My dog, Bug, was still alive, but she was not responsive. I had just found her on the floor of my mother’s car, a big black ford with bench seats. I ran to get my mother who was up at the club house watching the horse races with some of the trainers that she knew. She had decided to bring the dogs with her because she wasn’t sure if she would be returning home that night. The dogs would’ve been better off left on their own at our house.

We rushed Bug into a veterinary clinic. I watched the doctor expertly draw off some medication into a syringe. He proceeded to inject her with it and there was no discernable reaction from my dog. In hindsight, I’m sure he injected her with saline, realizing that she could not be helped but respecting our need to see the doctor take some kind of action.

I knew she was about to die and I was helpless to do anything about it. The pain of seeing her dying and the loss of having her leave, were too much for me to process at the time. This was compounded by the fact that it was ridiculous that my mother would leave two dogs in a black car in a large un-shaded parking lot on such a hot day, even if they had water and the window was open a bit. It was all pouring over me right now. I let it rip threw me and I started to sob. The pain in my body was intense, but there was relief from feeling the pain.

I was able to let it happen this time, instead of when Bug died, which would’ve been the best time to have cried over her death, because this time I was a doing an exercise aimed at releasing pent up strong emotions.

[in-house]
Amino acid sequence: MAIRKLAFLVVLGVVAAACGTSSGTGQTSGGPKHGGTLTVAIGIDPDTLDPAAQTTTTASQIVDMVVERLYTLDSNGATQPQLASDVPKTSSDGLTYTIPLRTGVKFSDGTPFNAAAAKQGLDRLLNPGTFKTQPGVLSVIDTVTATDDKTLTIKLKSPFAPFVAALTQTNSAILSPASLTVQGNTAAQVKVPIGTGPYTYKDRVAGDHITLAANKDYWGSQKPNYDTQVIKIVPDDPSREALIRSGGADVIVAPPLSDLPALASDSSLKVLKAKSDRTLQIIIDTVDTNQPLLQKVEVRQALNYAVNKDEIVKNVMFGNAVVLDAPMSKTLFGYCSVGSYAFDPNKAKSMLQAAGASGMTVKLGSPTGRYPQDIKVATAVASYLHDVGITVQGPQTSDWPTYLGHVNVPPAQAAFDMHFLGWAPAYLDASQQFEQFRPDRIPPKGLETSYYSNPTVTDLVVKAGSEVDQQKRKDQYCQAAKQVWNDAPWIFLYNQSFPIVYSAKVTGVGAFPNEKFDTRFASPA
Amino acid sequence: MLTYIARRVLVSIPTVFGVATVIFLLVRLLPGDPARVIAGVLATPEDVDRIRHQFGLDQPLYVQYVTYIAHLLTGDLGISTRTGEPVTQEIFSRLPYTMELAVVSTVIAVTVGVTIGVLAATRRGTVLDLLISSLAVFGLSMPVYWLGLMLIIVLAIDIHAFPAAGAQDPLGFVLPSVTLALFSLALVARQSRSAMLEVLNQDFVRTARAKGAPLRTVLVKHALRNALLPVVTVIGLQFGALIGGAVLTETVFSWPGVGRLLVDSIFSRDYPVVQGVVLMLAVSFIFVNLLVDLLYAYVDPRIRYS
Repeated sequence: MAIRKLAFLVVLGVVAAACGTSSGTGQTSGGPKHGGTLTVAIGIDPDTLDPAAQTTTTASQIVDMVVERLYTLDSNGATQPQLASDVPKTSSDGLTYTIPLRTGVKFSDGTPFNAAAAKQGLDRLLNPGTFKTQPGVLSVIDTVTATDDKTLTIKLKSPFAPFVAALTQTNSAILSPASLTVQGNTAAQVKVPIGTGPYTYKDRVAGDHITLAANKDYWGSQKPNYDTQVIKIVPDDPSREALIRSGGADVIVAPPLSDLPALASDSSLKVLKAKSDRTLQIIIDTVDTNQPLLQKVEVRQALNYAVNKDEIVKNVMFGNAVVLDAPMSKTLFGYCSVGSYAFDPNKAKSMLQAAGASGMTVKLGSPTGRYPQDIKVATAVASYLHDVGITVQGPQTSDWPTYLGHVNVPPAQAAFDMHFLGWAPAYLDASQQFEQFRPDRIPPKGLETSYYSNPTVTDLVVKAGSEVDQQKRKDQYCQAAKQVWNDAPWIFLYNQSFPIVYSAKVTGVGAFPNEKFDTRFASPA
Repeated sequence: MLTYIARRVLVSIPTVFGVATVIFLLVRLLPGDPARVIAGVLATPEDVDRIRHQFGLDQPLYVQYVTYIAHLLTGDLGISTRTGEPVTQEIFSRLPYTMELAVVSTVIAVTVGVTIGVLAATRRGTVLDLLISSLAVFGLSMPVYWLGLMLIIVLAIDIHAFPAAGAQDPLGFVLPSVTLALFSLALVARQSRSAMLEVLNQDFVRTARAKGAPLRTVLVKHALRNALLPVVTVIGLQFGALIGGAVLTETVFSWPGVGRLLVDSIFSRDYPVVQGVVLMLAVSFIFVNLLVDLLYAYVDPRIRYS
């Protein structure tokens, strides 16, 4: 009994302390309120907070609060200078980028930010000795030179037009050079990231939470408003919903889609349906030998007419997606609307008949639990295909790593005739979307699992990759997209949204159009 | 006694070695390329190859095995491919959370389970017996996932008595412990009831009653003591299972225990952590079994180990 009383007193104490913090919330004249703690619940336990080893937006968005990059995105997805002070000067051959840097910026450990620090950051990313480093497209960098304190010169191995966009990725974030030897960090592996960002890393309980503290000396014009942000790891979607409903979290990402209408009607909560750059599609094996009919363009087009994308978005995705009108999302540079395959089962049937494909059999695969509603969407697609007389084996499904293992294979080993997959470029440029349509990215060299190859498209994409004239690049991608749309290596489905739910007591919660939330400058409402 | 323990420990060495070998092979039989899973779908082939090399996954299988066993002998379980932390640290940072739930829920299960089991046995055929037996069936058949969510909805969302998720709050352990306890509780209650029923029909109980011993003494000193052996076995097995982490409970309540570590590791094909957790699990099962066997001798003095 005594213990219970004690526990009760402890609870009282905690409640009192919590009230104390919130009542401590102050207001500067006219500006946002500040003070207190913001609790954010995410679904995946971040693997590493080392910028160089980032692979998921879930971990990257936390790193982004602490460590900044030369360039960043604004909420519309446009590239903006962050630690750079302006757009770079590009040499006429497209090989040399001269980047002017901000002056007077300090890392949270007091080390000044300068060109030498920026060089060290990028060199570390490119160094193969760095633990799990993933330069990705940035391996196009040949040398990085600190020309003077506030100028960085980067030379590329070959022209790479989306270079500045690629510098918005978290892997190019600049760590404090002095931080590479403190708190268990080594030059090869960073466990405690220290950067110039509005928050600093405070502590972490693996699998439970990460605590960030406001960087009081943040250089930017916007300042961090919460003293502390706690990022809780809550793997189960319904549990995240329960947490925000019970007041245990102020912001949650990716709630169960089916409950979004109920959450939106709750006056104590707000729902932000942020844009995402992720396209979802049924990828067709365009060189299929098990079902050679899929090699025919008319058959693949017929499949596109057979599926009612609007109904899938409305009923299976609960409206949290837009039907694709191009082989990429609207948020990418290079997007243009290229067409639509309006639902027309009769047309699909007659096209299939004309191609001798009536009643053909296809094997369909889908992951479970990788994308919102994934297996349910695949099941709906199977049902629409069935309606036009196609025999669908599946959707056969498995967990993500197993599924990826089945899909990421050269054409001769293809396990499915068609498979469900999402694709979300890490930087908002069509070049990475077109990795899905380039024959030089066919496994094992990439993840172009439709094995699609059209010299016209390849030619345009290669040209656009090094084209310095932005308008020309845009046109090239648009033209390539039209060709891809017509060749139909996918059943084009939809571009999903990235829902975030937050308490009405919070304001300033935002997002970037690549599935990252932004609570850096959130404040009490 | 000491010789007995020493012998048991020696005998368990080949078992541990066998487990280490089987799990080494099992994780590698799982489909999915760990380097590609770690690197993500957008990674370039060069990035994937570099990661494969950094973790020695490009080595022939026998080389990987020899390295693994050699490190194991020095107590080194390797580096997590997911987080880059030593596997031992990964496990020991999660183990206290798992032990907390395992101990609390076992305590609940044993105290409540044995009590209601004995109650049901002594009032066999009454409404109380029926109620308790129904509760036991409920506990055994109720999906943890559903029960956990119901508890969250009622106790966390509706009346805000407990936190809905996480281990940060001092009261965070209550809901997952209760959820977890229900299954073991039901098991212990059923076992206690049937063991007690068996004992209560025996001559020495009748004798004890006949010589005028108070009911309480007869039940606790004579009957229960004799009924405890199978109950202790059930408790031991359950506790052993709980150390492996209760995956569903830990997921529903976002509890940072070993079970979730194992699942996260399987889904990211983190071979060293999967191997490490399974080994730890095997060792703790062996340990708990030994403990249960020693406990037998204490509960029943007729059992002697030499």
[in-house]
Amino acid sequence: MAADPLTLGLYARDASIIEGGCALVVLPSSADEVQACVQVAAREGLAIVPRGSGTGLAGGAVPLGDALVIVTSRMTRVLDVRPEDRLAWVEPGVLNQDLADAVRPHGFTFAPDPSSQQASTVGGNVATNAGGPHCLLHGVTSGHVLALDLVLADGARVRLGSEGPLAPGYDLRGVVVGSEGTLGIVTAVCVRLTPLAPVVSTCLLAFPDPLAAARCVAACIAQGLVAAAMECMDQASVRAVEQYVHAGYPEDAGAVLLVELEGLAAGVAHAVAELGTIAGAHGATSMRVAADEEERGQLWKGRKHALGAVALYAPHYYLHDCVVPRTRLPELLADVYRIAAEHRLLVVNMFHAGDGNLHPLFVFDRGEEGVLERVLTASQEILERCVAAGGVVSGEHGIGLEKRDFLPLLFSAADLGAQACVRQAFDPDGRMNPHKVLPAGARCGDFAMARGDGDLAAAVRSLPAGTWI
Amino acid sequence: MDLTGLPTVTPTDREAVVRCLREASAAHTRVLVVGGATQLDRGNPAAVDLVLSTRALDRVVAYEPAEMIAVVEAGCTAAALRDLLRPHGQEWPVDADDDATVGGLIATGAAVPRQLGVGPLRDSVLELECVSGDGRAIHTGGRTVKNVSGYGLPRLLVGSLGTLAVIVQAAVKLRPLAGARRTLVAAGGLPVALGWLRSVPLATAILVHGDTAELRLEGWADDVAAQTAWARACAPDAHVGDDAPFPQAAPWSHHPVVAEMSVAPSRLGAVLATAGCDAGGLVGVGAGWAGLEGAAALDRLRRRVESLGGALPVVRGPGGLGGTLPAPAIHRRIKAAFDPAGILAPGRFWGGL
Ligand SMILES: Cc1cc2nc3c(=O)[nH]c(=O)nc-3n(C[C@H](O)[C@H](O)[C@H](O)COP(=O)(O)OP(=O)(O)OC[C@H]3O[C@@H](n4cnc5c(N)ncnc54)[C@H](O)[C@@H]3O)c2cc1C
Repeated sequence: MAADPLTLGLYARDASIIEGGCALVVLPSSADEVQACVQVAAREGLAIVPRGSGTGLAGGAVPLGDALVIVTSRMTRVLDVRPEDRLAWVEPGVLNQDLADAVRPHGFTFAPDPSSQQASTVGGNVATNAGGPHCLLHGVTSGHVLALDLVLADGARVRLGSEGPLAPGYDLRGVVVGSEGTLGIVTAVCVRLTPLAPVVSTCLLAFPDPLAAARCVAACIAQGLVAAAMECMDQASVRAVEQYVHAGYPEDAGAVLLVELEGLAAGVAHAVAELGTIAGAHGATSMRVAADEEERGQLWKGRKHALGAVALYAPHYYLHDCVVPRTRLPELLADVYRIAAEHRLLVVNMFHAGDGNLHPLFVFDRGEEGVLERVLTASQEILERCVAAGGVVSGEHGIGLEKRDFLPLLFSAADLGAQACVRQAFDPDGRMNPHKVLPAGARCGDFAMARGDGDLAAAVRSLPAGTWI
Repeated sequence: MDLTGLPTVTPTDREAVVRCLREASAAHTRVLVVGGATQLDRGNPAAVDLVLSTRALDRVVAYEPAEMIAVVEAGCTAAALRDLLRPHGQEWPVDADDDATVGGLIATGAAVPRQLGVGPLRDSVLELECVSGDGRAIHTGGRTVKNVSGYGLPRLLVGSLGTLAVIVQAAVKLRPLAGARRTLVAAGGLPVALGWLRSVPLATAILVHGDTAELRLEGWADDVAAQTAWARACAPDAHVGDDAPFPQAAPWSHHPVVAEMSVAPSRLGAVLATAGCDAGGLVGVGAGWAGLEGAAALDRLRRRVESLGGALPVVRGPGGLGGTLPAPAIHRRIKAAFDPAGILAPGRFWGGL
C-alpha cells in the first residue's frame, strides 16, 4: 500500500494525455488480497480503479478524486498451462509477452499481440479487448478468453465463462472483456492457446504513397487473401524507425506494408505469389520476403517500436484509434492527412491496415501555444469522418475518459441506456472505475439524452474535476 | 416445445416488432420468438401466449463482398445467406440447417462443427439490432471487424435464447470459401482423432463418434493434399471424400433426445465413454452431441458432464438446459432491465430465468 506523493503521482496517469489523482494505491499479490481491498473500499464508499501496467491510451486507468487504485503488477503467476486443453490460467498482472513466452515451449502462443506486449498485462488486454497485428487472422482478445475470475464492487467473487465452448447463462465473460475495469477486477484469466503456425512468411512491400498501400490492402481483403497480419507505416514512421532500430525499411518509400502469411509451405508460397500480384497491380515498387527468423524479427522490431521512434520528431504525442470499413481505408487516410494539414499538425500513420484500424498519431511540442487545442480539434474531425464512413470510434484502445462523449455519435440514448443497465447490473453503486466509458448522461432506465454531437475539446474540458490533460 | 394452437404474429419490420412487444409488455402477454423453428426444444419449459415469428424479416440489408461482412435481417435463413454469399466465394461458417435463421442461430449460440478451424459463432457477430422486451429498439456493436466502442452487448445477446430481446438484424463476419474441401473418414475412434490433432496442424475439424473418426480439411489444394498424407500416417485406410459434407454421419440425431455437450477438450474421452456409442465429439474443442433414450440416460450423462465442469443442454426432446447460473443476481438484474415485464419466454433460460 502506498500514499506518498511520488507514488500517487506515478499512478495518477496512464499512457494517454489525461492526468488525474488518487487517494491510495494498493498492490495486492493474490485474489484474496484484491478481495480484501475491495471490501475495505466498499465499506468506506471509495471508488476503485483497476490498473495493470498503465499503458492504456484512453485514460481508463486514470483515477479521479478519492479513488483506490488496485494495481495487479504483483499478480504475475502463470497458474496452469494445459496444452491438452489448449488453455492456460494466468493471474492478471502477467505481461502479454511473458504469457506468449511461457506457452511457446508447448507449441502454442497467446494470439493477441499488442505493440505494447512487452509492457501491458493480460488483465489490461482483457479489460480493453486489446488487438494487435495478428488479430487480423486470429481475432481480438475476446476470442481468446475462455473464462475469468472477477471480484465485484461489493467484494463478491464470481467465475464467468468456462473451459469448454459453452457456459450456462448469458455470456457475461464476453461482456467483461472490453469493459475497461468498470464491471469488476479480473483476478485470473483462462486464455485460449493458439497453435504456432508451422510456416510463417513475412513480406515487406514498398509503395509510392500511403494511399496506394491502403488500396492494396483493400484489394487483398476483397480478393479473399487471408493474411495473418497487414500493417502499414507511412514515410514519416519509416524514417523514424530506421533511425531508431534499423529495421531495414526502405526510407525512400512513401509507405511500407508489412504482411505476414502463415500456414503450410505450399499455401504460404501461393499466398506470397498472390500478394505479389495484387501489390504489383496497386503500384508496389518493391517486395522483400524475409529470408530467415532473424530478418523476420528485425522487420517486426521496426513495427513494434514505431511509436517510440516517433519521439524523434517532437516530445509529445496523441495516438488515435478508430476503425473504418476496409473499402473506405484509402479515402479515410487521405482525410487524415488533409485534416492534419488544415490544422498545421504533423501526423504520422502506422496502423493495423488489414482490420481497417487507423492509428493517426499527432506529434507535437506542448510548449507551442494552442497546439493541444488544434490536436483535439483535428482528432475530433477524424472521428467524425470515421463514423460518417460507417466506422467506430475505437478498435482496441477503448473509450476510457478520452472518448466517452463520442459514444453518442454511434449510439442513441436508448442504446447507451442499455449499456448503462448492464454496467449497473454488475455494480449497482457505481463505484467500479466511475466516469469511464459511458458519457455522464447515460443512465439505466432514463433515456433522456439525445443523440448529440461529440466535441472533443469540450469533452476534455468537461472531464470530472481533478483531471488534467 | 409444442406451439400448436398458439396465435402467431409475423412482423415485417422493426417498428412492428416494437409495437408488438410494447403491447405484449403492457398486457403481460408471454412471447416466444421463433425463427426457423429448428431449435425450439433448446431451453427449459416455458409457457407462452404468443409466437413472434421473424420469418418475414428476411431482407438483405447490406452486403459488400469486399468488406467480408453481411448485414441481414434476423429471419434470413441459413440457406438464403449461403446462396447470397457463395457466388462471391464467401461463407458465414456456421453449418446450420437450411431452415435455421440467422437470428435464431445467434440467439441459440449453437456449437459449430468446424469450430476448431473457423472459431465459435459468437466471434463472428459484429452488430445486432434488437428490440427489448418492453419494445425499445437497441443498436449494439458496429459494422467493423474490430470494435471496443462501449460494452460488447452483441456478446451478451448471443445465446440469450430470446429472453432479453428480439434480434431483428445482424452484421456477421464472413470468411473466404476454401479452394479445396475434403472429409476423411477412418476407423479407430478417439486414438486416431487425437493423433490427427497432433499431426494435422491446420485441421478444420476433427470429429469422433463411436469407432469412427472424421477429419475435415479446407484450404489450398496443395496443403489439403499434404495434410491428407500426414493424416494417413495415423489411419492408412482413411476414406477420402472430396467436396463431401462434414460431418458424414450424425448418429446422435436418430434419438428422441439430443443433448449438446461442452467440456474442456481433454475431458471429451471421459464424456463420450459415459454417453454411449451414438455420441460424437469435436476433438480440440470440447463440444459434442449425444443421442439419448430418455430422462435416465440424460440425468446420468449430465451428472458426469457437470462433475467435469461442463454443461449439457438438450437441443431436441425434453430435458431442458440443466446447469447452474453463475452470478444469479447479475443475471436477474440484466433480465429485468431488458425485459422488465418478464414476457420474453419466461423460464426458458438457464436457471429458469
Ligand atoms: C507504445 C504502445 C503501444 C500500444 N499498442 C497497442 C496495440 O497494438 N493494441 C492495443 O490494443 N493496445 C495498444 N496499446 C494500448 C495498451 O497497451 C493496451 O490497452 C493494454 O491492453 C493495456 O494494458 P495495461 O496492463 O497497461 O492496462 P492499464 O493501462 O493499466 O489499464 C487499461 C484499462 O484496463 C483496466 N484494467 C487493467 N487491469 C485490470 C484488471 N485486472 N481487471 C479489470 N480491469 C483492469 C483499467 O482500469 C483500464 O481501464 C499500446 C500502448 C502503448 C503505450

You see, strong emotions, once created, either need to be expressed through feeling them at the time, or the energy from the emotion just gets stored in your body. Since you have already decided that it would be too unpleasant to feel the emotion, each time you remember it, it tries to get out and a considerable amount of thought and effort must go into blocking the memory and the associated emotional response to it.

This effort to block the emotions can be expressed in multiple ways. It may take the form of an addiction to any type of medication, food, shopping, gossiping or simply being angry a lot of the time. You may be avoiding as much contact with other people as you can or working obsessively. Another unfortunate consequence of blocking emotions is that you will find that you do not feel any emotions. It is not possible to block only the unpleasant ones and you may simply find that you do not feel anything at all, good or bad.

If this blocking system fails you, say when you are tired, stressed or dealing with other issues, you will get an inappropriate emotional response when it is least expected. This will happen randomly, like snipping at a sales clerk, crying for no reason or getting angry with a co-worker. In order to release these feelings you need to create a safe time and place to just sit and allow yourself to feel.